[Cover artwork by Metastazis]
Most of us have been around the game long enough to recognize that a modest amount of caution may be advised when approaching solo albums from metal artists. Yes, they’ve often yielded splendid results when said artist fully splits from a band to venture on their own—Ozzy, Dio, King Diamond, Ihsahn and the like—but the footpath gets a little more tricky when the justification is rooted in cravings to “explore music that normally wouldn’t fit” within the scope of an artist’s regular mealticket band. It is during these circumstances where snap judgements often condemn records to collect dust until time and maturity eventually concede investigation under a mellowed and nearly voyeuristic lens. Geoff Tate’s eponymous curveball back in 2002? Not very well received by a number of fans at the time, but that record somehow turned out to be better than much of what he did with Queensrÿche in the later years (who could’ve guessed.) Iommi’s Seventh Star? Not deserving of the Black Sabbath moniker back in ’86, despite the label’s insistence, but an interesting look at some of Iommi’s rock influences when consuming the man’s full body of work in the modern age. Quorthon’s masterfully titled Album album? Okay, still rather dull, but it survives as a homely and surprisingly warm grunge curiosity 25+ years later.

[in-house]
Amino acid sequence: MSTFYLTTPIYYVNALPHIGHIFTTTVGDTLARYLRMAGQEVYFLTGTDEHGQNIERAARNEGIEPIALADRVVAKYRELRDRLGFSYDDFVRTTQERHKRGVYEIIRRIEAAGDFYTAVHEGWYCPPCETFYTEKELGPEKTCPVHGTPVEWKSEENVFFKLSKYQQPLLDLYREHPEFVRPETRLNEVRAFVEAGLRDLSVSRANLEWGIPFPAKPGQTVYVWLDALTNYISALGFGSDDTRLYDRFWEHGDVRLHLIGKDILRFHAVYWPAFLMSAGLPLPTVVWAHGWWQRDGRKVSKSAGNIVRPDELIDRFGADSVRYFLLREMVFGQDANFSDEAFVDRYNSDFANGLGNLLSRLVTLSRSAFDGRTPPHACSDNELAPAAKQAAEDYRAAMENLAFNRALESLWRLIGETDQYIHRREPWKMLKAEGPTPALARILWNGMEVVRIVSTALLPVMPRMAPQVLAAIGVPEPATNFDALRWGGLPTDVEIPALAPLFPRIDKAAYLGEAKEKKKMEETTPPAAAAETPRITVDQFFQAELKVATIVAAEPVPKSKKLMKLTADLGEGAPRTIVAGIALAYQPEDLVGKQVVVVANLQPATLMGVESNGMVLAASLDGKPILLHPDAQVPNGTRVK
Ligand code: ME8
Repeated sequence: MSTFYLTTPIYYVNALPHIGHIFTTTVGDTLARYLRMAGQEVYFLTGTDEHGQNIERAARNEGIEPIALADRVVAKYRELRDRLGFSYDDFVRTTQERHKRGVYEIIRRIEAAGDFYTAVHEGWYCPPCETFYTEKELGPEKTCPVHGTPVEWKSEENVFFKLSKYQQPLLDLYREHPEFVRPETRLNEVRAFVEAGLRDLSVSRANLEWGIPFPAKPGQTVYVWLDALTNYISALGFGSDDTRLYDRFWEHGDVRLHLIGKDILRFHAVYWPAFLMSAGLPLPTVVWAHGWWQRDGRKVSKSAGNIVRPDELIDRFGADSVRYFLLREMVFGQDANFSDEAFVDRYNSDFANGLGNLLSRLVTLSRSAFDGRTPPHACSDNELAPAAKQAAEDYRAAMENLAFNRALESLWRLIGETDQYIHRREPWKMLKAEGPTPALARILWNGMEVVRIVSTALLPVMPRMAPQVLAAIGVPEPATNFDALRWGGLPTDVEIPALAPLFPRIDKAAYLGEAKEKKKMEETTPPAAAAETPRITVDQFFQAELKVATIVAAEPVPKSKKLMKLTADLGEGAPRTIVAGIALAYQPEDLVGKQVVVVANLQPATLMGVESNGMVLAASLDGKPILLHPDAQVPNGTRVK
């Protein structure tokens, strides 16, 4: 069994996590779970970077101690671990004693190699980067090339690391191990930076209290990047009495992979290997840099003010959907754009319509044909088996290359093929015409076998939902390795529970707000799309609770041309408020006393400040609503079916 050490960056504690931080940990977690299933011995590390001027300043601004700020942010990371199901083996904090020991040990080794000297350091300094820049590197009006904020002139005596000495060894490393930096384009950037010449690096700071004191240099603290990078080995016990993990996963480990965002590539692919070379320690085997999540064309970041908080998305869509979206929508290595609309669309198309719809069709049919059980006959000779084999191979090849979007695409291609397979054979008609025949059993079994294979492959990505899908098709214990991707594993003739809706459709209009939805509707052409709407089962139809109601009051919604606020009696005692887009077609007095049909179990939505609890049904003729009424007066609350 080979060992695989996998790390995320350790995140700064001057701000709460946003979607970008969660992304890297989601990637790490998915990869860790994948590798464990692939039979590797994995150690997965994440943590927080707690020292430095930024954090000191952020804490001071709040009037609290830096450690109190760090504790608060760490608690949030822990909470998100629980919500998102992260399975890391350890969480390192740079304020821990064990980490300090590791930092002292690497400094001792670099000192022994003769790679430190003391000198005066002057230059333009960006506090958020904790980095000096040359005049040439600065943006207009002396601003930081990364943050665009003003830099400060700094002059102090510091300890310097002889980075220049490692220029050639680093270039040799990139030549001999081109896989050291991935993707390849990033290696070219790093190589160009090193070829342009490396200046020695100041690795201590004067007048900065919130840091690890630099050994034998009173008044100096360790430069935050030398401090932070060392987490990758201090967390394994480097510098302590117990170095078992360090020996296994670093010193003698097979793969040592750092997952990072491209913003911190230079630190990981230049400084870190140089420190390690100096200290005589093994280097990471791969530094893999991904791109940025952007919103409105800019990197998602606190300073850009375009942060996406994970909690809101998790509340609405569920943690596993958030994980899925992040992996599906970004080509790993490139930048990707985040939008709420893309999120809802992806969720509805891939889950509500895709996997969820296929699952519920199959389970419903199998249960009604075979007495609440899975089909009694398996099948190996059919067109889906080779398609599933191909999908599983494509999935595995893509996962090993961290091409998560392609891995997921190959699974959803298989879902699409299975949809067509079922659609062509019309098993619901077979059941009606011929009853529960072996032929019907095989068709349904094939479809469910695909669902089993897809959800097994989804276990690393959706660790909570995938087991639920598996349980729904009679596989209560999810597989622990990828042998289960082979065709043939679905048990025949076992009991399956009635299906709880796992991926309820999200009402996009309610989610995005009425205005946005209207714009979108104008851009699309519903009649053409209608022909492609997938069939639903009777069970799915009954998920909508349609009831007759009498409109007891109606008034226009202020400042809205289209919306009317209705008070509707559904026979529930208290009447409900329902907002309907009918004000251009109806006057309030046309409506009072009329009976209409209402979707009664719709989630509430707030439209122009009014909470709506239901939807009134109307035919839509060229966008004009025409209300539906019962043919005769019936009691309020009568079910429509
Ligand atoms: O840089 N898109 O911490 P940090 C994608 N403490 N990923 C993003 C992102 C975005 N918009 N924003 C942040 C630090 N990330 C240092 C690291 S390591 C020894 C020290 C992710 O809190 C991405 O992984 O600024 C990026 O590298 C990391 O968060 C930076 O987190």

By and large, however, news of solo records from metal artists leave us wishing for something as splendid and toppling as Bruce Dickinson’s The Chemical Wedding (fairly rare), and hoping we won’t have to endure anything quite as indefensible as Jeff Walker und die Flüffers’ Welcome to Carcass Cuntry (unfortunately, not rare enough). With Silver Lake, the first solo venture from Amorphis lead guitarist Esa Holopainen, we are mercifully treated to something a hell of a lot closer to the former, both in terms of overall quality and in the way that the record represents a departure from his primary venture without, you know, putting a cowboy hat on David Vincent. Yee haw.